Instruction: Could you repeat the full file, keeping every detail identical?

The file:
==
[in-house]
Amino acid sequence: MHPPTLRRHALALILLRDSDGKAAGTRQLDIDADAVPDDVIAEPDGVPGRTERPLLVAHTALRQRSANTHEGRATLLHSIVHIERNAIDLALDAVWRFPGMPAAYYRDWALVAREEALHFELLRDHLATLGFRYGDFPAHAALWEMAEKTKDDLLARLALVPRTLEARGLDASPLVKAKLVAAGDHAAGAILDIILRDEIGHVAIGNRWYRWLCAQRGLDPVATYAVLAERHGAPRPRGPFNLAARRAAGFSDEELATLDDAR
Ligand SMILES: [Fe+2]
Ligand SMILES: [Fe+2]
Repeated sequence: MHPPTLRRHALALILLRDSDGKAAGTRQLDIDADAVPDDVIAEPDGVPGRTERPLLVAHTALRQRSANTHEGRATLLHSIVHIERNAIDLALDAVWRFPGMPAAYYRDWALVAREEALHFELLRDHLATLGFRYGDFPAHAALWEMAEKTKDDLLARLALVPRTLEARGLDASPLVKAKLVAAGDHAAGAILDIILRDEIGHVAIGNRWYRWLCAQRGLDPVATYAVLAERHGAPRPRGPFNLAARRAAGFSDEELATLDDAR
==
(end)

[in-house]
Amino acid sequence: MHPPTLRRHALALILLRDSDGKAAGTRQLDIDADAVPDDVIAEPDGVPGRTERPLLVAHTALRQRSANTHEGRATLLHSIVHIERNAIDLALDAVWRFPGMPAAYYRDWALVAREEALHFELLRDHLATLGFRYGDFPAHAALWEMAEKTKDDLLARLALVPRTLEARGLDASPLVKAKLVAAGDHAAGAILDIILRDEIGHVAIGNRWYRWLCAQRGLDPVATYAVLAERHGAPRPRGPFNLAARRAAGFSDEELATLDDAR
Ligand SMILES: [Fe+2]
Ligand SMILES: [Fe+2]
Repeated sequence: MHPPTLRRHALALILLRDSDGKAAGTRQLDIDADAVPDDVIAEPDGVPGRTERPLLVAHTALRQRSANTHEGRATLLHSIVHIERNAIDLALDAVWRFPGMPAAYYRDWALVAREEALHFELLRDHLATLGFRYGDFPAHAALWEMAEKTKDDLLARLALVPRTLEARGLDASPLVKAKLVAAGDHAAGAILDIILRDEIGHVAIGNRWYRWLCAQRGLDPVATYAVLAERHGAPRPRGPFNLAARRAAGFSDEELATLDDAR